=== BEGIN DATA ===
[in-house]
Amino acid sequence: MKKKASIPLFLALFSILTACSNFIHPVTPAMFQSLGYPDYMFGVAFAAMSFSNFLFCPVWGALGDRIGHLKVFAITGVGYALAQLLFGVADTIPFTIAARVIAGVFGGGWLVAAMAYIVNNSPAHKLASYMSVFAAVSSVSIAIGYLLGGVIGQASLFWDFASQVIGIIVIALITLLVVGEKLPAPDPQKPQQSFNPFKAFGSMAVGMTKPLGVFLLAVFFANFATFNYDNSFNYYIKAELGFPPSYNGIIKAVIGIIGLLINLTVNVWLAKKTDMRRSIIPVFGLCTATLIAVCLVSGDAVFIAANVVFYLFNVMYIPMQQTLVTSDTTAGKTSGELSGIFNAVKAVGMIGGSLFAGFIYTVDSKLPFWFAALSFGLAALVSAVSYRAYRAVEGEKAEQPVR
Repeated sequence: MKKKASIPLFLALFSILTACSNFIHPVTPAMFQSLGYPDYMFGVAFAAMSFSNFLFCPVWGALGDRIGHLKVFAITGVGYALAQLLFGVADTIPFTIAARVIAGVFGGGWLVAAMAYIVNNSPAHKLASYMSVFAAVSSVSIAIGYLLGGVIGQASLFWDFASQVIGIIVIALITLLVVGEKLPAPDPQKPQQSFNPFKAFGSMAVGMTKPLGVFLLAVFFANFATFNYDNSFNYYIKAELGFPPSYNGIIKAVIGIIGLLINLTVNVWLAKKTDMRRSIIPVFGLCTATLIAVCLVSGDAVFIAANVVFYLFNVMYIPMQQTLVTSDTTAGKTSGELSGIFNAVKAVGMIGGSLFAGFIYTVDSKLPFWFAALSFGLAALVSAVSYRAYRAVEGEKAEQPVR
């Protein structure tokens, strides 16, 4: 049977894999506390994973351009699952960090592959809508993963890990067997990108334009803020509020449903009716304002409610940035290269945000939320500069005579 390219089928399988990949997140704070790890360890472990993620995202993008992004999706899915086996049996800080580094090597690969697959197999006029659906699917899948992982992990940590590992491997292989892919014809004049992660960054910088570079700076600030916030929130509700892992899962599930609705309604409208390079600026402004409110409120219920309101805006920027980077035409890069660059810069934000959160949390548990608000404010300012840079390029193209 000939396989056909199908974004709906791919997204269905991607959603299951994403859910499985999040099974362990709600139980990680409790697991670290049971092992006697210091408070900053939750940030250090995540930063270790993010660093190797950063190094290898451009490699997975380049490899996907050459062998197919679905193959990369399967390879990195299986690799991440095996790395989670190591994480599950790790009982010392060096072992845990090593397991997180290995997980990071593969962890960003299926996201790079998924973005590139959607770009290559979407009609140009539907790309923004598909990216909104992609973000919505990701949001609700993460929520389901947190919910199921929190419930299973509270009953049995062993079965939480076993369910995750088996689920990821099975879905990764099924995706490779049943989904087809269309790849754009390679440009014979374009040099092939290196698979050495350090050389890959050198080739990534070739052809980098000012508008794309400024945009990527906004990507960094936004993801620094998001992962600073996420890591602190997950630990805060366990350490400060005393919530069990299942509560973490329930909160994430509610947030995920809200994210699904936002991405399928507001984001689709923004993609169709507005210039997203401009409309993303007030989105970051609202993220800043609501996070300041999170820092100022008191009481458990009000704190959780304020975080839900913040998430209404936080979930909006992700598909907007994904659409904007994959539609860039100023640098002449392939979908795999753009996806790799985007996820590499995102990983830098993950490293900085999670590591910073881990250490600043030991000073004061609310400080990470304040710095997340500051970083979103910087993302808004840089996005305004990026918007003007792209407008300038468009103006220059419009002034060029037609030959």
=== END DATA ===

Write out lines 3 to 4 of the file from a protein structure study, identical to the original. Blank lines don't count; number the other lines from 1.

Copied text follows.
Repeated sequence: MKKKASIPLFLALFSILTACSNFIHPVTPAMFQSLGYPDYMFGVAFAAMSFSNFLFCPVWGALGDRIGHLKVFAITGVGYALAQLLFGVADTIPFTIAARVIAGVFGGGWLVAAMAYIVNNSPAHKLASYMSVFAAVSSVSIAIGYLLGGVIGQASLFWDFASQVIGIIVIALITLLVVGEKLPAPDPQKPQQSFNPFKAFGSMAVGMTKPLGVFLLAVFFANFATFNYDNSFNYYIKAELGFPPSYNGIIKAVIGIIGLLINLTVNVWLAKKTDMRRSIIPVFGLCTATLIAVCLVSGDAVFIAANVVFYLFNVMYIPMQQTLVTSDTTAGKTSGELSGIFNAVKAVGMIGGSLFAGFIYTVDSKLPFWFAALSFGLAALVSAVSYRAYRAVEGEKAEQPVR
């Protein structure tokens, strides 16, 4: 049977894999506390994973351009699952960090592959809508993963890990067997990108334009803020509020449903009716304002409610940035290269945000939320500069005579 390219089928399988990949997140704070790890360890472990993620995202993008992004999706899915086996049996800080580094090597690969697959197999006029659906699917899948992982992990940590590992491997292989892919014809004049992660960054910088570079700076600030916030929130509700892992899962599930609705309604409208390079600026402004409110409120219920309101805006920027980077035409890069660059810069934000959160949390548990608000404010300012840079390029193209 000939396989056909199908974004709906791919997204269905991607959603299951994403859910499985999040099974362990709600139980990680409790697991670290049971092992006697210091408070900053939750940030250090995540930063270790993010660093190797950063190094290898451009490699997975380049490899996907050459062998197919679905193959990369399967390879990195299986690799991440095996790395989670190591994480599950790790009982010392060096072992845990090593397991997180290995997980990071593969962890960003299926996201790079998924973005590139959607770009290559979407009609140009539907790309923004598909990216909104992609973000919505990701949001609700993460929520389901947190919910199921929190419930299973509270009953049995062993079965939480076993369910995750088996689920990821099975879905990764099924995706490779049943989904087809269309790849754009390679440009014979374009040099092939290196698979050495350090050389890959050198080739990534070739052809980098000012508008794309400024945009990527906004990507960094936004993801620094998001992962600073996420890591602190997950630990805060366990350490400060005393919530069990299942509560973490329930909160994430509610947030995920809200994210699904936002991405399928507001984001689709923004993609169709507005210039997203401009409309993303007030989105970051609202993220800043609501996070300041999170820092100022008191009481458990009000704190959780304020975080839900913040998430209404936080979930909006992700598909907007994904659409904007994959539609860039100023640098002449392939979908795999753009996806790799985007996820590499995102990983830098993950490293900085999670590591910073881990250490600043030991000073004061609310400080990470304040710095997340500051970083979103910087993302808004840089996005305004990026918007003007792209407008300038468009103006220059419009002034060029037609030959």